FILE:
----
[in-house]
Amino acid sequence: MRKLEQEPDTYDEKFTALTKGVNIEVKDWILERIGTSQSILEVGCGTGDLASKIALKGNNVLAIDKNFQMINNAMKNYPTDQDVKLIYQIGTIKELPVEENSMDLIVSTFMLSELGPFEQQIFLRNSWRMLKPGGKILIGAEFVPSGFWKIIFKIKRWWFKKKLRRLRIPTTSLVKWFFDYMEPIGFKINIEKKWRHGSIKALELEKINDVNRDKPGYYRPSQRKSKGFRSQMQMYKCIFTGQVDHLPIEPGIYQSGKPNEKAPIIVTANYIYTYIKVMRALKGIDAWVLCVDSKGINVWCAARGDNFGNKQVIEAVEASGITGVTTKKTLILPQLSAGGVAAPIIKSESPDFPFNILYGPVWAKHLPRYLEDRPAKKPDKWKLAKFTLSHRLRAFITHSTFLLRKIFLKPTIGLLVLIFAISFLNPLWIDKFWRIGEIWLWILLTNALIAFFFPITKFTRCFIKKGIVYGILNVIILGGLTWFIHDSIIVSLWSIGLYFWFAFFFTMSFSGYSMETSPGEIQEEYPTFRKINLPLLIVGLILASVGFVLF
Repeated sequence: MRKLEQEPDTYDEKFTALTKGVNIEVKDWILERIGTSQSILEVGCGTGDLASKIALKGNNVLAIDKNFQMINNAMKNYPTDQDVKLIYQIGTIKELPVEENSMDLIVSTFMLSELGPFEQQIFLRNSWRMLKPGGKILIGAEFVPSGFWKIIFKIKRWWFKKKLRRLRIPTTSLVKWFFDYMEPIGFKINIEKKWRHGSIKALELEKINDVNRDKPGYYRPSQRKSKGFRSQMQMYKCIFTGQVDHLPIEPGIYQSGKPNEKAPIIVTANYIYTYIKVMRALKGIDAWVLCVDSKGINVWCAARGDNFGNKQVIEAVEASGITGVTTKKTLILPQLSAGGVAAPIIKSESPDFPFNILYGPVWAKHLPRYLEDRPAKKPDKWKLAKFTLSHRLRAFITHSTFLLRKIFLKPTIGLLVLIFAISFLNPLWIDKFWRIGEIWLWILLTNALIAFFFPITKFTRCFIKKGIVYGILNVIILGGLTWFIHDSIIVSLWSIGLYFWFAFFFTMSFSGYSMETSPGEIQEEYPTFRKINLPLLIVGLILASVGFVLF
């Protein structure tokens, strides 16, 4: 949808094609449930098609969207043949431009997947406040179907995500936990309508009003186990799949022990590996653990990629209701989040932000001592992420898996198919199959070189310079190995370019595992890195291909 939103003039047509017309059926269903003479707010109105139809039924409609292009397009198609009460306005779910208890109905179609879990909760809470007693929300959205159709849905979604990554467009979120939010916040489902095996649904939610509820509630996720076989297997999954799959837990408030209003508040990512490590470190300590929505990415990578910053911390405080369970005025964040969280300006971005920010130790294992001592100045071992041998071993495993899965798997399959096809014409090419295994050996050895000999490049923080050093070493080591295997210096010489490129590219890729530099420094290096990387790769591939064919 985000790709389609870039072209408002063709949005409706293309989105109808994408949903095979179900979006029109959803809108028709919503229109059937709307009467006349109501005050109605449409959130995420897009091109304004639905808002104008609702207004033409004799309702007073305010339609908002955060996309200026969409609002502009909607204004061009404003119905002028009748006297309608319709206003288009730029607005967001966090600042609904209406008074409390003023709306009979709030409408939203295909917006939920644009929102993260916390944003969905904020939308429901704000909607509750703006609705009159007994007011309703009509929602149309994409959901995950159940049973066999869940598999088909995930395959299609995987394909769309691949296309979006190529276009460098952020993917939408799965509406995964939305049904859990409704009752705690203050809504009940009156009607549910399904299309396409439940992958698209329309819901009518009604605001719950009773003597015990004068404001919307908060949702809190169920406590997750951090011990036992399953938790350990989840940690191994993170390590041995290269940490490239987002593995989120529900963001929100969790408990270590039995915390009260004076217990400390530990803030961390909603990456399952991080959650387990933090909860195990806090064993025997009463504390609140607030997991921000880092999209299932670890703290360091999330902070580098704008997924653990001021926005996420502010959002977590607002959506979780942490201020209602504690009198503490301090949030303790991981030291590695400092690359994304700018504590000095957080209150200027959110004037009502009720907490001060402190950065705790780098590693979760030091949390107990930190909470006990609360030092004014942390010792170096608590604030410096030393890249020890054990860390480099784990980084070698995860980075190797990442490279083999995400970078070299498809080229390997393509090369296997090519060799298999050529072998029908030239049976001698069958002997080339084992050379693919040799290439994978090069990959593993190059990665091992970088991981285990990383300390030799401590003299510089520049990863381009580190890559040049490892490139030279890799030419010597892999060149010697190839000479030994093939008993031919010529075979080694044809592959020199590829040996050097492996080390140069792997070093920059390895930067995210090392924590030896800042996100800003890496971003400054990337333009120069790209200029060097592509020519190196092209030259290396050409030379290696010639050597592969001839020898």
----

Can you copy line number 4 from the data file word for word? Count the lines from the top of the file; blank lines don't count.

């Protein structure tokens, strides 16, 4: 949808094609449930098609969207043949431009997947406040179907995500936990309508009003186990799949022990590996653990990629209701989040932000001592992420898996198919199959070189310079190995370019595992890195291909 939103003039047509017309059926269903003479707010109105139809039924409609292009397009198609009460306005779910208890109905179609879990909760809470007693929300959205159709849905979604990554467009979120939010916040489902095996649904939610509820509630996720076989297997999954799959837990408030209003508040990512490590470190300590929505990415990578910053911390405080369970005025964040969280300006971005920010130790294992001592100045071992041998071993495993899965798997399959096809014409090419295994050996050895000999490049923080050093070493080591295997210096010489490129590219890729530099420094290096990387790769591939064919 985000790709389609870039072209408002063709949005409706293309989105109808994408949903095979179900979006029109959803809108028709919503229109059937709307009467006349109501005050109605449409959130995420897009091109304004639905808002104008609702207004033409004799309702007073305010339609908002955060996309200026969409609002502009909607204004061009404003119905002028009748006297309608319709206003288009730029607005967001966090600042609904209406008074409390003023709306009979709030409408939203295909917006939920644009929102993260916390944003969905904020939308429901704000909607509750703006609705009159007994007011309703009509929602149309994409959901995950159940049973066999869940598999088909995930395959299609995987394909769309691949296309979006190529276009460098952020993917939408799965509406995964939305049904859990409704009752705690203050809504009940009156009607549910399904299309396409439940992958698209329309819901009518009604605001719950009773003597015990004068404001919307908060949702809190169920406590997750951090011990036992399953938790350990989840940690191994993170390590041995290269940490490239987002593995989120529900963001929100969790408990270590039995915390009260004076217990400390530990803030961390909603990456399952991080959650387990933090909860195990806090064993025997009463504390609140607030997991921000880092999209299932670890703290360091999330902070580098704008997924653990001021926005996420502010959002977590607002959506979780942490201020209602504690009198503490301090949030303790991981030291590695400092690359994304700018504590000095957080209150200027959110004037009502009720907490001060402190950065705790780098590693979760030091949390107990930190909470006990609360030092004014942390010792170096608590604030410096030393890249020890054990860390480099784990980084070698995860980075190797990442490279083999995400970078070299498809080229390997393509090369296997090519060799298999050529072998029908030239049976001698069958002997080339084992050379693919040799290439994978090069990959593993190059990665091992970088991981285990990383300390030799401590003299510089520049990863381009580190890559040049490892490139030279890799030419010597892999060149010697190839000479030994093939008993031919010529075979080694044809592959020199590829040996050097492996080390140069792997070093920059390895930067995210090392924590030896800042996100800003890496971003400054990337333009120069790209200029060097592509020519190196092209030259290396050409030379290696010639050597592969001839020898």